Just recently, I logged on to my Facebook account and saw that a couple of people on my Friends list had posted something about a free $250 gift card from Costco, similar to this:
When you click the link, Facebook asks you if you’re sure that the link is not spam. If you choose “not spam”, your browser opens a specific website, which looks similar to the following:
Note that this is not an URL affiliated with Costco, but rather the author(s) of the scam are using the branding and naming of well-known companies to lure users into providing their sensitive information.
If you follow the instructions on the website, you end up posting something like this on your Wall:
Second, you have to put a message on their site like in the following screenshot:
The third step asks you to visit a website where, it says, you can get a higher value gift card by filling out a form that asks for your personal information: your name, phone number, home address, email address and credit score and income.
It then asks you to choose two of the following offers:
Which then leads to another “survey”, which asks you to install a coupon app. This app is a toolbar that monitors your browsing habits, for example, what websites you visit. The toolbar doesn’t show in your browser; however, you can see it in Internet Explorer as a browser helper object (BHO – which we detect as BrowserModifier:Win32/BSaving) by opening the Manage Add-ons window in the Tools menu:
The BHO registers itself to load every time the browser is opened.
Here are some captured data on how this BHO sends the user’s inputted data to the server and what exactly they look like when analyzed:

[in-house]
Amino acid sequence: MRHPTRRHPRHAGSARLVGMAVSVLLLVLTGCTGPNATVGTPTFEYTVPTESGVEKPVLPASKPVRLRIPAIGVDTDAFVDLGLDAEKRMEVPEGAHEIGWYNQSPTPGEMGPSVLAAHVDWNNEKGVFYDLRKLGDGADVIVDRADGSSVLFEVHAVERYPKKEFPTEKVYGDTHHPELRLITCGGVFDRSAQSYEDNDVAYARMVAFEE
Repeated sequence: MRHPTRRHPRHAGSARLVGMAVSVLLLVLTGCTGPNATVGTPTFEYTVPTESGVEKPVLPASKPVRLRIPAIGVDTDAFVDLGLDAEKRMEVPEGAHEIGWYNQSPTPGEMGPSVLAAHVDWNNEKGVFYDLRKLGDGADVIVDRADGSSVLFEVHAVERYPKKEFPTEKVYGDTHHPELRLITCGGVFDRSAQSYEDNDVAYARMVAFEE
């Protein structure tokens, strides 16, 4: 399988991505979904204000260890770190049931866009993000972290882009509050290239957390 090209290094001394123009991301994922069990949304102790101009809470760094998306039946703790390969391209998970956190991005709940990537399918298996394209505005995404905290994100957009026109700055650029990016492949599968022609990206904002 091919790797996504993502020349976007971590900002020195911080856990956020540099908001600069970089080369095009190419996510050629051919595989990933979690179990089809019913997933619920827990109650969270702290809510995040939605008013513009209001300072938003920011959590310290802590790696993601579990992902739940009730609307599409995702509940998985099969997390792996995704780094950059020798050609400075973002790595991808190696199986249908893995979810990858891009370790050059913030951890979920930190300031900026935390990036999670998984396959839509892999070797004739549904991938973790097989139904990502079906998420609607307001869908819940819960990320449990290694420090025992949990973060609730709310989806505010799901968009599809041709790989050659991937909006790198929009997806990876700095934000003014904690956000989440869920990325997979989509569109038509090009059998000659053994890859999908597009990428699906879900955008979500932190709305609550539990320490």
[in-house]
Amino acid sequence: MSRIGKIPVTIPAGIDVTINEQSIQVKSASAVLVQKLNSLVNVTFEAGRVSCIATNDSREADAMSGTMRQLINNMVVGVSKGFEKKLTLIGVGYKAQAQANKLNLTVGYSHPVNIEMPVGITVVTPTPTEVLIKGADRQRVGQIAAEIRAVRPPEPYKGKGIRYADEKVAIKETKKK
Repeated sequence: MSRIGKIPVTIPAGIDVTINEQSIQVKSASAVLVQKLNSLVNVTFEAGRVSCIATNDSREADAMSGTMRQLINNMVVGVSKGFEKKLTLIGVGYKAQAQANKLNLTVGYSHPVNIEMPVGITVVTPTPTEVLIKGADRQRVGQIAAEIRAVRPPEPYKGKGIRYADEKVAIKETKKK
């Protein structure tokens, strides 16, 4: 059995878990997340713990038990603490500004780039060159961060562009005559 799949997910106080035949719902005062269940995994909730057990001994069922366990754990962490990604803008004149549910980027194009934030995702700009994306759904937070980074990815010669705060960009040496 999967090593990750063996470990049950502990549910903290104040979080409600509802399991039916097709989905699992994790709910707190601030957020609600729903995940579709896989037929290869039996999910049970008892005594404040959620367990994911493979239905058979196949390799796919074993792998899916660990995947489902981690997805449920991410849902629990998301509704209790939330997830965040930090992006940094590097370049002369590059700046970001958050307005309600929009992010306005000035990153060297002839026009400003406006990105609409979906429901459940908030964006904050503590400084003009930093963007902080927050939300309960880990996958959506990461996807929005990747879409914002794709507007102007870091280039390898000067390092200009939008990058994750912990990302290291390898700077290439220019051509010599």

Logging in to Facebook:
GET /?action=instant&unit=msie&site=hxxps%3a%2f%2fwww.facebook.com%2flogin.php%3flogin%5fattempt%3d1&unique=7e872ee05f4e7d624a73ecedd6b62867&white=6&sub=15 HTTP/1.1
Accept-Encoding: gzip, deflate
GET /?action=instant&unit=msie&site=hxxp%3a%2f%2fsearch.live.com%2fresults.aspx%3fq%3dbag%26src%3dIE%2dSearchBox&unique=7e872ee05f4e7d624a73ecedd6b62867&white=6&sub=15 HTTP/1.1
Accept-Encoding: gzip, deflate
You must install the app to continue with the survey:
. . . which then leads to what seems to be a never-ending deluge of surveys (at least I never reached the end of the surveys):
You are then asked if you want to increase your credit score, and may be asked for your social security number (SSN):
And yes, more surveys:
Right now, the scam is tagged as “spam” by Facebook.
It should also be noted that the companies represented in this scam are themselves victims – they are in no way affiliated with the scam or the scam’s author(s). And even if you complete the surveys, you will never receive the promised gift card!
At this point, it isn’t determined what the purpose of collecting and sending this information might be for; what we can verify, however, is that all data inputted into the browser from these surveys is sent to a single remote server.
Be careful about freebies on Facebook, no matter how tempting they seem to be. A good way to gauge whether something on Facebook is genuine or a scam is to go to the official product page (in this case, here is Costco’s, which also offers a disclaimer of the scam). If the offer is real, there should be something on the product page. Otherwise, it may be a scam, so exercise a lot of caution. As you can see, these scams don’t just ask for your name and number; some of them go as far as to ask for your SSN and financial information.
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